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  13.  68
    Teaching Business Ethics.Jeffrey Gandz & Nadine Hayes - 1988 - Journal of Business Ethics 7 (9):657 - 669.
    Business ethics should be taught in business schools as an integrated part of core curricula in MBA programs with a dual focus on both analytical frameworks and their applications to the business disciplines. To overcome the reluctance of many faculty to handle ethical issues, a critical mass of faculty must develop suitable materials, educate their peers in its use, and take the lead by introducing it in their own courses and on senior management programs.
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  14. Systems for the Production of Plagiarists? The Implications Arising From the Use of Plagiarism Detection Systems in UK Universities for Asian Learners.Niall Hayes & Lucas Introna - 2005 - Journal of Academic Ethics 3 (1):55-73.
    This paper argues that the inappropriate framing and implementation of plagiarism detection systems in UK universities can unwittingly construct international students as ‘plagiarists’. It argues that these systems are often implemented with inappropriate assumptions about plagiarism and the way in which new members of a community of practice develop the skills to become full members of that community. Drawing on the literature and some primary data it shows how expectations, norms and practices become translated and negotiated in such a way (...)
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  15.  62
    Shifting Roles, Enduring Values: The Credible Journalist in a Digital Age.Arthur S. Hayes, Jane B. Singer & Jerry Ceppos - 2007 - Journal of Mass Media Ethics 22 (4):262 – 279.
    When everyone can be a publisher, what distinguishes the journalist? This article considers contemporary challenges to institutional roles in a digital media environment and then turns to three broad journalistic normative values - authenticity, accountability, and autonomy - that affect the credibility of journalists and the content they provide. A set of questions that can help citizens determine the trustworthiness of information available to them emerges from the discussion.
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  16.  29
    Microbicides Development Programme: Engaging the Community in the Standard of Care Debate in a Vaginal Microbicide Trial in Mwanza, Tanzania.Andrew Vallely, Charles Shagi, Shelley Lees, Katherine Shapiro, Joseph Masanja, Lawi Nikolau, Johari Kazimoto, Selephina Soteli, Claire Moffat, John Changalucha, Sheena McCormack & Richard J. Hayes - 2009 - BMC Medical Ethics 10 (1):17-.
    BackgroundHIV prevention research in resource-limited countries is associated with a variety of ethical dilemmas. Key amongst these is the question of what constitutes an appropriate standard of health care (SoC) for participants in HIV prevention trials. This paper describes a community-focused approach to develop a locally-appropriate SoC in the context of a phase III vaginal microbicide trial in Mwanza City, northwest Tanzania.MethodsA mobile community-based sexual and reproductive health service for women working as informal food vendors or in traditional and modern (...)
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  17. Turing Test Considered Harmful.Patrick Hayes & Kenneth M. Ford - 1995 - Proceedings of the Fourteenth International Joint Conference on Artificial Intelligence 1:972-77.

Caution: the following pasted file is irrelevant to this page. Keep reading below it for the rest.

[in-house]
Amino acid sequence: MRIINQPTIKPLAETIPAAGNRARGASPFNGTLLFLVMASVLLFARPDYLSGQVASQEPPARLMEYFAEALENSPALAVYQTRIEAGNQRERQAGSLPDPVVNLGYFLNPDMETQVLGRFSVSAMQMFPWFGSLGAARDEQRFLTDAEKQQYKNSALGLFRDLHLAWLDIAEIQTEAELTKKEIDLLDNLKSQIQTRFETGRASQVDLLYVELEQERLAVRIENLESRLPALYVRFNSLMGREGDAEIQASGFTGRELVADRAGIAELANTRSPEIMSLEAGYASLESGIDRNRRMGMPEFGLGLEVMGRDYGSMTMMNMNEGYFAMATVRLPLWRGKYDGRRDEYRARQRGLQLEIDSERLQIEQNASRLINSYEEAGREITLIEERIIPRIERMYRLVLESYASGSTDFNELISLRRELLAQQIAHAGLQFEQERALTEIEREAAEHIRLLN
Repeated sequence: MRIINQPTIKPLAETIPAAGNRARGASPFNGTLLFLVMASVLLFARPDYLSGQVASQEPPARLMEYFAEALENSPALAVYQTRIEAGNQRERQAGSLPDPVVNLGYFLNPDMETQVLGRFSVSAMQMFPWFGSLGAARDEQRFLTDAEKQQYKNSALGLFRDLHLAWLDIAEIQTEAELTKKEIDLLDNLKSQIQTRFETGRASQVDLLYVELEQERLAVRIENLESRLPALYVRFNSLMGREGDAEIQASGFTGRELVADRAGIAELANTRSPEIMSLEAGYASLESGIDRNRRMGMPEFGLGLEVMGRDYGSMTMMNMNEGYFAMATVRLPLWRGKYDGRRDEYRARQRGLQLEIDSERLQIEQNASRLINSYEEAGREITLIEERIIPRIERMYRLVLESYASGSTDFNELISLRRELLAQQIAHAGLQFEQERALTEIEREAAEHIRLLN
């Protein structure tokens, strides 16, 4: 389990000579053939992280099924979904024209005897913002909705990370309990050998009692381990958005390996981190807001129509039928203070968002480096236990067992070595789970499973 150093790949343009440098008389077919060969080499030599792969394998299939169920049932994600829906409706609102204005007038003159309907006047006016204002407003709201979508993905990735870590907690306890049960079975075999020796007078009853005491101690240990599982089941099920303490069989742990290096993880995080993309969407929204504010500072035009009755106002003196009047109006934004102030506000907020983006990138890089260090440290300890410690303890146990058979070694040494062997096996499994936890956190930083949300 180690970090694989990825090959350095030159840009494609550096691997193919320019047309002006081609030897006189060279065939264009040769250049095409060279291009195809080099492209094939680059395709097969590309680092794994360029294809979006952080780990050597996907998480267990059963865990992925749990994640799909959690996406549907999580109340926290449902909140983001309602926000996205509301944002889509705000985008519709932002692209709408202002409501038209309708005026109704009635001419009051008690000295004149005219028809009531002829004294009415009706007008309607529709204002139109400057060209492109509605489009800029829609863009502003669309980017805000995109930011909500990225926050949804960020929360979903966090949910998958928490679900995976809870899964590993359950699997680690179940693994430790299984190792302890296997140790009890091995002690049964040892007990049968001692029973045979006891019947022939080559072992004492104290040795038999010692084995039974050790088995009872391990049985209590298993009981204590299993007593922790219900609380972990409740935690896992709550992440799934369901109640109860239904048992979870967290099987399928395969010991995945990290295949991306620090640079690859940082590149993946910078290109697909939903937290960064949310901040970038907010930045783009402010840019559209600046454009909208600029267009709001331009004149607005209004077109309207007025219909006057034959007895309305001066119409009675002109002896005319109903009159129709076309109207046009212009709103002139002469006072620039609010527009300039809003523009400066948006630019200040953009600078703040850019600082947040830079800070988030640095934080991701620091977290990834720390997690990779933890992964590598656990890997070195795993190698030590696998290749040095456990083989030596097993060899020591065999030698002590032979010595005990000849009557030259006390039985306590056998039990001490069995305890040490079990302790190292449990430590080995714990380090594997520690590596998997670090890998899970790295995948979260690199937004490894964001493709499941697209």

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  18. What the Frame Problem is and Isn't.Patrick Hayes - 1987 - In Zenon W. Pylyshyn (ed.), The Robot's Dilemma. Ablex.
     
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  19. Why Godel's Theorem Cannot Refute Computationalism: A Reply to Penrose.Geoffrey Laforte, Pat Hayes & Kenneth M. Ford - 1998 - Artificial Intelligence 104.
  20.  56
    Trust and Distrust in Cpr Decisions.Barbara Hayes - 2010 - Journal of Bioethical Inquiry 7 (1):111-122.
    Trust is essential in human relationships including those within healthcare. Recent studies have raised concerns about patients’ declining levels of trust. This article will explore the role of trust in decision-making about cardiopulmonary resuscitation (CPR). In this research thirty-three senior doctors, junior doctors and division 1 nurses were interviewed about how decisions are made about providing CPR. Analysis of these interviews identified lack of trust as one cause for poor understanding of treatment decisions and lack of acceptance of medical judgement. (...)
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  21.  44
    The Danger of Dangerousness: Why We Must Remove the Dangerousness Criterion From Our Mental Health Acts.M. M. Large, C. J. Ryan, O. B. Nielssen & R. A. Hayes - 2008 - Journal of Medical Ethics 34 (12):877-881.
    Objectives: The mental health legislation of most developed countries includes either a dangerousness criterion or an obligatory dangerousness criterion (ODC). A dangerousness criterion holds that mentally ill people may be given treatment without consent if they are deemed to be a risk to themselves or others. An ODC holds that mentally ill people may be given treatment without consent only if they are deemed to be a risk to themselves or others. This paper argues that the dangerousness criterion is unnecessary, (...)
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  22.  49
    Dharmakīrti on the Role of Causation in Inference as Presented in Pramāṇavārttika Svopajñavṛtti 11–38.Brendan S. Gillon & Richard P. Hayes - 2008 - Journal of Indian Philosophy 36 (3):335-404.
    In the svārthānumāna chapter of his Pramāṇavārttika, the Buddhist philosopher Dharmakīrti presented a defense of his claim that legitimate inference must rest on a metaphysical basis if it is to be immune from the risks ordinarily involved in inducing general principles from a finite number of observations. Even if one repeatedly observes that x occurs with y and never observes y in the absence of x, there is no guarantee, on the basis of observation alone, that one will never observe (...)